Published Jul 25, 2009The deafening, zealous welcome for Dave Gahan, Martin Gore and Andy Fletcher (along with a touring drummer and keyboardist) meant Toronto was out to prove it is the capital of Depeche Mode's fanbase. On a gargantuan stage complete with a large disco ball screen overhead, the electronic pop pioneers appeared decked out for the occasion: Gahan in a sparkly vest and skintight tux pants, Gore in a silver sequined three-piece suit and copious amounts of body glitter.
Beginning with the first three songs from new album Sounds of the Universe, the band delivered a colossal-sounding rendition of the recent single "Wrong," as Gahan bellowed the chorus from what sounded like a boom mic, and later on "Come Back" oozed out of the speakers with the distorted levels of My Bloody Valentine. As soon as they hit "Walking In My Shoes," the older songs started to creep in and the band really hit their stride. And they didn't disappoint: "Fly On the Windscreen," "A Question of Time," Gore's "Home," "In Your Room," "Policy of Truth" and the set-closing tandem of "Enjoy the Silence" and "Never Let Me Down Again."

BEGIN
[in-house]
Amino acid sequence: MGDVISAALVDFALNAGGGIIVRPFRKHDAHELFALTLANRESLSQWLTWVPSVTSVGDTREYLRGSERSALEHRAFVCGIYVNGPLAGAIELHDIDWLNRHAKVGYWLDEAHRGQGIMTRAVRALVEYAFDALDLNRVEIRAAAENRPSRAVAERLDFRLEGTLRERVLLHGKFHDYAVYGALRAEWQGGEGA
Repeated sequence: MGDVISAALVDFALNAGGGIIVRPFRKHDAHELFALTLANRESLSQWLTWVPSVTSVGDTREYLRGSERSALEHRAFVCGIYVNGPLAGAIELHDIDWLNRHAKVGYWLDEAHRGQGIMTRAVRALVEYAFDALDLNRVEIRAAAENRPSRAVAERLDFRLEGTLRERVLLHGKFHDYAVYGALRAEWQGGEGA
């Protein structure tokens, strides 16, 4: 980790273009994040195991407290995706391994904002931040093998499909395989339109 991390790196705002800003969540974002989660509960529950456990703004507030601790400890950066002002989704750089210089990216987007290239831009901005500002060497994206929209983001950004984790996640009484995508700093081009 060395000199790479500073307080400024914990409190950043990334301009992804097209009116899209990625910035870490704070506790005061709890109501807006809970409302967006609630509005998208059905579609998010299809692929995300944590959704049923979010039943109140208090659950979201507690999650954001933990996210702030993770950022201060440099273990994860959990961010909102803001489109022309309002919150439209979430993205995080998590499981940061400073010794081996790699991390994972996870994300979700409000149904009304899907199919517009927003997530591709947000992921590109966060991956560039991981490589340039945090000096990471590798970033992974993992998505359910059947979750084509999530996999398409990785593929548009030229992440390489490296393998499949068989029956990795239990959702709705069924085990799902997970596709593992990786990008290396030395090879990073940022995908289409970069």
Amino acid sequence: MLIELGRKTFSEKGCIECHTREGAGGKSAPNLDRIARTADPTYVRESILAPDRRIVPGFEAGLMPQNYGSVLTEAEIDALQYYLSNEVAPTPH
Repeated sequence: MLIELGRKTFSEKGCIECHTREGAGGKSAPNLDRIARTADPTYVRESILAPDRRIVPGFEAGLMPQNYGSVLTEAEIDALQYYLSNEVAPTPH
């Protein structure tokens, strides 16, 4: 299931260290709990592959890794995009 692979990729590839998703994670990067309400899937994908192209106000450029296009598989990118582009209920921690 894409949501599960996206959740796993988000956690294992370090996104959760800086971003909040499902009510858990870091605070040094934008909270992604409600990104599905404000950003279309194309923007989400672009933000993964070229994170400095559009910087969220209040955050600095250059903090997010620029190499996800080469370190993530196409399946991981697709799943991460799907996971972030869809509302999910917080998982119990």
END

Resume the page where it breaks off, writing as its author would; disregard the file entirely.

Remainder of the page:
The massive jumbotron behind them was integral to the show, projecting images fit for each tune: from a devious-looking raven, to the trio dressed as astronauts to various camera effects capturing the band at work. But even more impressive was the fitness of Gore and Gahan, who moved and acted like the last decade hadn't passed them by. The front-man did repeated pirouettes with the mic stand, like he was 25 again, and never missed a chance to shake his ass right in stage front - amazing seeing as he's recovering from both major surgery on his bladder in May, and a leg injury from earlier this month.
The encore was a dream come true for the many seasoned fans. "Stripped" was as raw and dirty as ever, "Master and Servant" turned into a singalong game and "Strangelove" was pornographic - literally, thanks to a steamy film featuring a topless nymph getting her toes sucked by another woman. As expected, they bowled the 16,000 capacity audience over with a romping version of "Personal Jesus," surprisingly followed by a tender duet by Gore and Gahan on "Waiting for the Night." As they bid adieu, Gahan asked the crowd sing "Happy Birthday" to the 48-year-old Gore, but most people in attendance left feeling like it was their own personal celebration after a two-hour-long gift by their favourite band.